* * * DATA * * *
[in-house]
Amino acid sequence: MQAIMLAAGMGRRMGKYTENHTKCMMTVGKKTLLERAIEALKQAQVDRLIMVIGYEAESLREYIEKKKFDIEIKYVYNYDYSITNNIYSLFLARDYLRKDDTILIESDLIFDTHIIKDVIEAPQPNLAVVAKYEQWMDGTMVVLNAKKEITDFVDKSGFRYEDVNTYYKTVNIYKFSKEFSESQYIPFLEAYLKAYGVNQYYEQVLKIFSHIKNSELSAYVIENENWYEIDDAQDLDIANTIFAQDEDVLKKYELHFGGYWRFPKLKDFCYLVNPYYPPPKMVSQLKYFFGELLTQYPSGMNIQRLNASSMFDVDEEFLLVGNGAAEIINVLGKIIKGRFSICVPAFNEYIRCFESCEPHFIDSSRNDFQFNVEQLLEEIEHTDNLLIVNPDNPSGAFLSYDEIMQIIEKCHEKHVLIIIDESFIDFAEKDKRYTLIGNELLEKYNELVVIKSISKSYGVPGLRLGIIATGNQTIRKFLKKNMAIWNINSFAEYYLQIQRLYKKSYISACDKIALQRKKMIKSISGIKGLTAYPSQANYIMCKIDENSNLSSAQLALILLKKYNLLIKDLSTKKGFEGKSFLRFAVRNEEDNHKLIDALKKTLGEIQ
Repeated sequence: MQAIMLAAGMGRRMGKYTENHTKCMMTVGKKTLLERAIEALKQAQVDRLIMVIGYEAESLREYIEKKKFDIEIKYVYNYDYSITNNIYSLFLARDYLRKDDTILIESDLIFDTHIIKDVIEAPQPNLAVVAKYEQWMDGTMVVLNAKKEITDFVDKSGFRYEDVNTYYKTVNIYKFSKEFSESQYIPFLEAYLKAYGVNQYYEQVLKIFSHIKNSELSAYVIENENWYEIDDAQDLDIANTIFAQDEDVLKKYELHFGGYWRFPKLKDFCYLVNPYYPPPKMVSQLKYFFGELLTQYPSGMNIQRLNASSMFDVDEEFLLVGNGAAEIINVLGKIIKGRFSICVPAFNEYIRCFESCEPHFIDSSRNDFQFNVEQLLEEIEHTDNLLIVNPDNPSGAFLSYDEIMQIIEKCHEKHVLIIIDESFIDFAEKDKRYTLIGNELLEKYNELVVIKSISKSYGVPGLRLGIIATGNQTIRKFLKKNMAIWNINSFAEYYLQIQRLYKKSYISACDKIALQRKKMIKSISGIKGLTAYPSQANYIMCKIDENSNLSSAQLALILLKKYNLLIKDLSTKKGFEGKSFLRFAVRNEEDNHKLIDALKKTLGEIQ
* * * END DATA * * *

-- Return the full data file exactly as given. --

[in-house]
Amino acid sequence: MQAIMLAAGMGRRMGKYTENHTKCMMTVGKKTLLERAIEALKQAQVDRLIMVIGYEAESLREYIEKKKFDIEIKYVYNYDYSITNNIYSLFLARDYLRKDDTILIESDLIFDTHIIKDVIEAPQPNLAVVAKYEQWMDGTMVVLNAKKEITDFVDKSGFRYEDVNTYYKTVNIYKFSKEFSESQYIPFLEAYLKAYGVNQYYEQVLKIFSHIKNSELSAYVIENENWYEIDDAQDLDIANTIFAQDEDVLKKYELHFGGYWRFPKLKDFCYLVNPYYPPPKMVSQLKYFFGELLTQYPSGMNIQRLNASSMFDVDEEFLLVGNGAAEIINVLGKIIKGRFSICVPAFNEYIRCFESCEPHFIDSSRNDFQFNVEQLLEEIEHTDNLLIVNPDNPSGAFLSYDEIMQIIEKCHEKHVLIIIDESFIDFAEKDKRYTLIGNELLEKYNELVVIKSISKSYGVPGLRLGIIATGNQTIRKFLKKNMAIWNINSFAEYYLQIQRLYKKSYISACDKIALQRKKMIKSISGIKGLTAYPSQANYIMCKIDENSNLSSAQLALILLKKYNLLIKDLSTKKGFEGKSFLRFAVRNEEDNHKLIDALKKTLGEIQ
Repeated sequence: MQAIMLAAGMGRRMGKYTENHTKCMMTVGKKTLLERAIEALKQAQVDRLIMVIGYEAESLREYIEKKKFDIEIKYVYNYDYSITNNIYSLFLARDYLRKDDTILIESDLIFDTHIIKDVIEAPQPNLAVVAKYEQWMDGTMVVLNAKKEITDFVDKSGFRYEDVNTYYKTVNIYKFSKEFSESQYIPFLEAYLKAYGVNQYYEQVLKIFSHIKNSELSAYVIENENWYEIDDAQDLDIANTIFAQDEDVLKKYELHFGGYWRFPKLKDFCYLVNPYYPPPKMVSQLKYFFGELLTQYPSGMNIQRLNASSMFDVDEEFLLVGNGAAEIINVLGKIIKGRFSICVPAFNEYIRCFESCEPHFIDSSRNDFQFNVEQLLEEIEHTDNLLIVNPDNPSGAFLSYDEIMQIIEKCHEKHVLIIIDESFIDFAEKDKRYTLIGNELLEKYNELVVIKSISKSYGVPGLRLGIIATGNQTIRKFLKKNMAIWNINSFAEYYLQIQRLYKKSYISACDKIALQRKKMIKSISGIKGLTAYPSQANYIMCKIDENSNLSSAQLALILLKKYNLLIKDLSTKKGFEGKSFLRFAVRNEEDNHKLIDALKKTLGEIQ